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Nurse migration and health workforce planning: Ireland as illustrative of international challenges.

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posted on 2022-03-11, 10:22 authored by Niamh HumphriesNiamh Humphries, Ruairi BrughaRuairi Brugha, Hannah Mc GeeHannah Mc Gee

Ireland began actively recruiting nurses internationally in 2000. Between 2000 and 2010, 35% of new recruits into the health system were non-EU migrant nurses. Ireland is more heavily reliant upon international nurse recruitment than the UK, New Zealand or Australia. This paper draws on in-depth interviews (N=21) conducted in 2007 with non-EU migrant nurses working in Ireland, a quantitative survey of non-EU migrant nurses (N=337) conducted in 2009 and in-depth interviews conducted with key stakeholders (N= 12) in late 2009/early 2010. Available primary and secondary data indicate a fresh challenge for health workforce planning in Ireland as immigration slows and nurses (both non-EU and Irish trained) consider emigration. Successful international nurse recruitment campaigns obviated the need for health workforce planning in the short-term, however the assumption that international nurse recruitment had ‘solved’ the nursing shortage was short-lived and the current presumption that nurse migration (both emigration and immigration) will always ‘work’ for Ireland over-plays the reliability of migration as a health workforce planning tool. This article analyses Ireland’s experience of international nurse recruitment 2000-2010, providing a case study which is illustrative of health workforce planning challenges faced internationally.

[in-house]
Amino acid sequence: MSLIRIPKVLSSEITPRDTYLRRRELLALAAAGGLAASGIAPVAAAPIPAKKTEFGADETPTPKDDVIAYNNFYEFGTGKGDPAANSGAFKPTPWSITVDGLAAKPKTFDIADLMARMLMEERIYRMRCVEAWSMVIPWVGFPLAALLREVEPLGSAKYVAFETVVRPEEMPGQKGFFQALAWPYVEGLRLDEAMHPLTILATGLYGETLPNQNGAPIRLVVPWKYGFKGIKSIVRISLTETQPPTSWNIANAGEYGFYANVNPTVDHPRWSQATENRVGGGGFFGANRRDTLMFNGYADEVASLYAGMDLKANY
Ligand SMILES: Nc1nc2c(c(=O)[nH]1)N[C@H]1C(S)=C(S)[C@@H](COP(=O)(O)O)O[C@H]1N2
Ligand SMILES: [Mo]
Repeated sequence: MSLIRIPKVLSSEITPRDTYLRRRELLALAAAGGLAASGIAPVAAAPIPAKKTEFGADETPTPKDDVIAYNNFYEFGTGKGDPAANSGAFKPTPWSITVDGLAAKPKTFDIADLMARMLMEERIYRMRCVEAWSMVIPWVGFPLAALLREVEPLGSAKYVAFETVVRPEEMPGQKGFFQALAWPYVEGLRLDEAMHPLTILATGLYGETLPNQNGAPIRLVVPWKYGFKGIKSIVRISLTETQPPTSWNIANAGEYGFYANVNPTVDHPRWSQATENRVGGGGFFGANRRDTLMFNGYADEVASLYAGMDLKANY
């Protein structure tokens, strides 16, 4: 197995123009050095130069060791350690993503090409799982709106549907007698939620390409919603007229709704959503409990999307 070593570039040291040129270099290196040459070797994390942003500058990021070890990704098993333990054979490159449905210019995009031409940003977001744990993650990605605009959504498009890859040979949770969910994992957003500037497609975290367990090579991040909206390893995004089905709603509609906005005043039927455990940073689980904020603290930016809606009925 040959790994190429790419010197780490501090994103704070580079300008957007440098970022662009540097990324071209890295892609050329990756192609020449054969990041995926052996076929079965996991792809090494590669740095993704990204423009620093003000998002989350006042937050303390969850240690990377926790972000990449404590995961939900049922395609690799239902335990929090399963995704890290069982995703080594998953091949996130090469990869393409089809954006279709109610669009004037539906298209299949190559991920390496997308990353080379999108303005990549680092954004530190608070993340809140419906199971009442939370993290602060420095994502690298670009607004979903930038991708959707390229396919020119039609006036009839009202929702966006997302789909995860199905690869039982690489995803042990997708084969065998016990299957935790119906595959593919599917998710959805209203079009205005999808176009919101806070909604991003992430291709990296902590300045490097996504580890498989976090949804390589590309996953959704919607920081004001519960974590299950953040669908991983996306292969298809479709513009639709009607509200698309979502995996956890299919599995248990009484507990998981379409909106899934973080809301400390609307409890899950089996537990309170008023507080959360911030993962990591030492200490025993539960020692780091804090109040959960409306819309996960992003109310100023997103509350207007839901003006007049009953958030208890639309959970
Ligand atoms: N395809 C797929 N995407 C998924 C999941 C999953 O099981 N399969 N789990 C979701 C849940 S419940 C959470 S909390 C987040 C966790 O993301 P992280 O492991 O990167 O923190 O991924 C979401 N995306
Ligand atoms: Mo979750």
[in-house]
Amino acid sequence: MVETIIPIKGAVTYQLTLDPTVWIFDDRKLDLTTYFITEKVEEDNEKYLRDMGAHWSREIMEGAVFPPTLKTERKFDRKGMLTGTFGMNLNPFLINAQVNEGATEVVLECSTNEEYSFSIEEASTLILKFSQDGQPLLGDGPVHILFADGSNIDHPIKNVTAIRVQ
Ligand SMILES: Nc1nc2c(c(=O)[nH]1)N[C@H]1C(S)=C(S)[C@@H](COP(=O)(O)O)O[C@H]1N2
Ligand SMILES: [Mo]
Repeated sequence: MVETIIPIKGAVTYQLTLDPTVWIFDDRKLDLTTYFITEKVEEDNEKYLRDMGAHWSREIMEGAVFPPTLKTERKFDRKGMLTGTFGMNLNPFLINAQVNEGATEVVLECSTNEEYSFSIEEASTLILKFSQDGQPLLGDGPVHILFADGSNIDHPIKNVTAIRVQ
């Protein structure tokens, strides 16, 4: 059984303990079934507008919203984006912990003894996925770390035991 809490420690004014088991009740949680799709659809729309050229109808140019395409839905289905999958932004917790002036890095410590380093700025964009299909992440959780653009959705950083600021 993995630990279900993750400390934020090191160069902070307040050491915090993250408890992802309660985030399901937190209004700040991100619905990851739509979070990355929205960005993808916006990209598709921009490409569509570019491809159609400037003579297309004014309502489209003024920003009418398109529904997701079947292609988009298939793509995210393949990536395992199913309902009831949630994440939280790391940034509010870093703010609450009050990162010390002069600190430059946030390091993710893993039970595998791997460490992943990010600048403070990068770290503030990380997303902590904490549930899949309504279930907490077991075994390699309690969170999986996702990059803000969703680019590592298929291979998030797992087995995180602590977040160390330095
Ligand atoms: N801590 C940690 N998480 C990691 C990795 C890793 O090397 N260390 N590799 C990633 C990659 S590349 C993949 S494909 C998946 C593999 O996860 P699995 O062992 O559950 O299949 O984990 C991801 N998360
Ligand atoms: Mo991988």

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The original article is available at http://www.sciencedirect.com/science/article/pii/S0168851012001650

Published Citation

Humphries N, Brugha R, McGee H. Nurse migration and health workforce planning: Ireland as illustrative of international challenges. Health Policy. 2012 Sep;107(1):44-53.

Publication Date

2012-09-01

PubMed ID

22818519

Department/Unit

  • Medicine
  • Public Health and Epidemiology

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